[...]* Ruby bundles zlib.Can you point out where it is in the source tree? Looking at the sources I can only find a (very beefy) wrapper around zlib which seems to implement all kinds of zlib stuff but also depends on the zlib library. I dunno how to determine if this is bundling or not. https://github.com/ruby/ruby/blob/master/ext/zlib/zlib.c
I probably confused the wrapper for a local copy of zlib, nevermind.
There's a zlib-1.2.11-mswin.patch though, I wonder what's up with that.
* Ruby contains some things generated by bison or such.It seems the generated parse.c file (from parse.y) is included in the tarballs as a service to workaround a bootstrap problem; generating the parser requires ruby. See also: https://github.com/ruby/ruby/blob/master/common.mk#L910 I don't know how to deal with this properly. The only thing I can think of is compiling in two phases: first with the supplied parse.c and after without. Or try it with mruby as a native-input but that seems to require ruby to compile too.
We have a bunch of old rubies packaged, maybe it can be generated with one of the old versions? Though possibly the old versions have the same problem, I haven't checked.
If not: fully properly generating it might not be possible, but something in-between could be an option:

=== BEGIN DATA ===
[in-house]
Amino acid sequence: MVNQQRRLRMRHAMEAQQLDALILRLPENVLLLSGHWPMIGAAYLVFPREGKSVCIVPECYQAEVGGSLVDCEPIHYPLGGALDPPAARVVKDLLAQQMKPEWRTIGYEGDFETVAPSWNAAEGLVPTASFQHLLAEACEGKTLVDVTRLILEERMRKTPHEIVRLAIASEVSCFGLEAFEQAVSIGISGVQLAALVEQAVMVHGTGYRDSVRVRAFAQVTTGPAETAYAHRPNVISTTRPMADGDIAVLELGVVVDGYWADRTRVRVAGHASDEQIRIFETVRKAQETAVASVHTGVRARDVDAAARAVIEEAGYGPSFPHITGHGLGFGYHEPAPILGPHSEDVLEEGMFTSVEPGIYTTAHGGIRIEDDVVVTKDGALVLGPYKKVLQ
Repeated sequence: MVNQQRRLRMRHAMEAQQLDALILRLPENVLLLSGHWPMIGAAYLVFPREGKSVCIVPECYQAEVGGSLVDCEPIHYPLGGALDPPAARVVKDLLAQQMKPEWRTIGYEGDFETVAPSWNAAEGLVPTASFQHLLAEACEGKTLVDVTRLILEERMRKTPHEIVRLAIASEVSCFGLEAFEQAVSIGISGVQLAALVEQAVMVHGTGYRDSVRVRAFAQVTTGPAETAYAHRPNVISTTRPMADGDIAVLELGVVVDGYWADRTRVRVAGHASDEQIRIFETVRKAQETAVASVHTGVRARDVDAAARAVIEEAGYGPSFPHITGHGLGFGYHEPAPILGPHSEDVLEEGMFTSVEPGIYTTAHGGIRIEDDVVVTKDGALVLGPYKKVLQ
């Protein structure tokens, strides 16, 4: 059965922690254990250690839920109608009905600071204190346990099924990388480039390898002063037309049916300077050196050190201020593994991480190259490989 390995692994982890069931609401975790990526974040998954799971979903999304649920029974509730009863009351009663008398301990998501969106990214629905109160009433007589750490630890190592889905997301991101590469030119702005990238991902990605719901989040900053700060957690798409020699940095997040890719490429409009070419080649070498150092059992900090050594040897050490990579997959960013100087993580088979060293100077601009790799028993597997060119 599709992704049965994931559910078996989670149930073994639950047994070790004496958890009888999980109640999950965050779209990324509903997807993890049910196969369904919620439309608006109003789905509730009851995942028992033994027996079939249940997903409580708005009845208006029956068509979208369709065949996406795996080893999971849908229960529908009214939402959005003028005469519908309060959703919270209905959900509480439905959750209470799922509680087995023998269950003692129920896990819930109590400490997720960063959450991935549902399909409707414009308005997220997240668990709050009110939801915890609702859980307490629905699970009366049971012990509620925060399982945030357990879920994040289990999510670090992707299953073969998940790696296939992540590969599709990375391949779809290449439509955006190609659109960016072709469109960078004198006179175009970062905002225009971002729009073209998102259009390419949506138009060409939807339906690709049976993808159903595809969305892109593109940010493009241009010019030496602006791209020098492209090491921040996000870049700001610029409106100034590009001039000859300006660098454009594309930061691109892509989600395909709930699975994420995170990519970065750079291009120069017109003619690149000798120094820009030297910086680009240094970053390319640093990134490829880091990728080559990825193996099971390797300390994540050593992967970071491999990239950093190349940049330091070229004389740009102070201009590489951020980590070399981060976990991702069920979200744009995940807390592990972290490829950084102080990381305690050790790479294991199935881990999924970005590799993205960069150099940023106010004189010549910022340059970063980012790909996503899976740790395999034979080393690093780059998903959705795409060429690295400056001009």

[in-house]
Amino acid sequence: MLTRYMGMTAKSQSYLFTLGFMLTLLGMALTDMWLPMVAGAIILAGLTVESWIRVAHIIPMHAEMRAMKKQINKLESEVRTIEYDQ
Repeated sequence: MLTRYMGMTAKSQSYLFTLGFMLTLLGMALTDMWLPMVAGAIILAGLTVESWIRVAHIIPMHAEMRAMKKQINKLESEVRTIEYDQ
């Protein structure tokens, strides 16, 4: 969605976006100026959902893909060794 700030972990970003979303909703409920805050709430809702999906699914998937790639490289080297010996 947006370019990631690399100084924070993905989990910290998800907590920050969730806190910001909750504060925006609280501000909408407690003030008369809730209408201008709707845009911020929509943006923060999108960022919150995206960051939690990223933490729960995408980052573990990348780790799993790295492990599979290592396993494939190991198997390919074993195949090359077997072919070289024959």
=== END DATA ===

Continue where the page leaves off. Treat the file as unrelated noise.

What's to gain by this?
(1) I would assume it is much easier to hide malware in a
generated file like parse.c than in the real source code (*)
(IIRC, the .c code generated by bison is much longer than the .y).
By generating the parse.c, the potential issue is side-stepped;
any security reviewers wouldn't even have to look at parse.c
because the pre-generated parse.c isn't used, it's regenerated.
(2) Also: generators like Bison can have bugs, fixed in later
versions. Now imagine that Bison had, say, a buffer overflow bug,
and that distro's just used the pre-generated parse.c. Then once a
fixed version of Bison comes out, we would have to check every
package to see if it has a pre-generated parser. It would be much
less stressful to just always generate parsers from source, then
once the version of Bison in Guix is updated then all packages
automatically get the buffer overflow fix.
I don't think my in-between proposal helps much with (1) in case
of a competent attacker (though it could stop some insufficiently
sophisticated attacks where the parse.c malware doesn't try to
subvert the later check), but it still helps with (2) -- it at
least detects if ruby used an old bison (and hence that a patch
might be in order)
(*) Caveat: I don't have any statistics on this.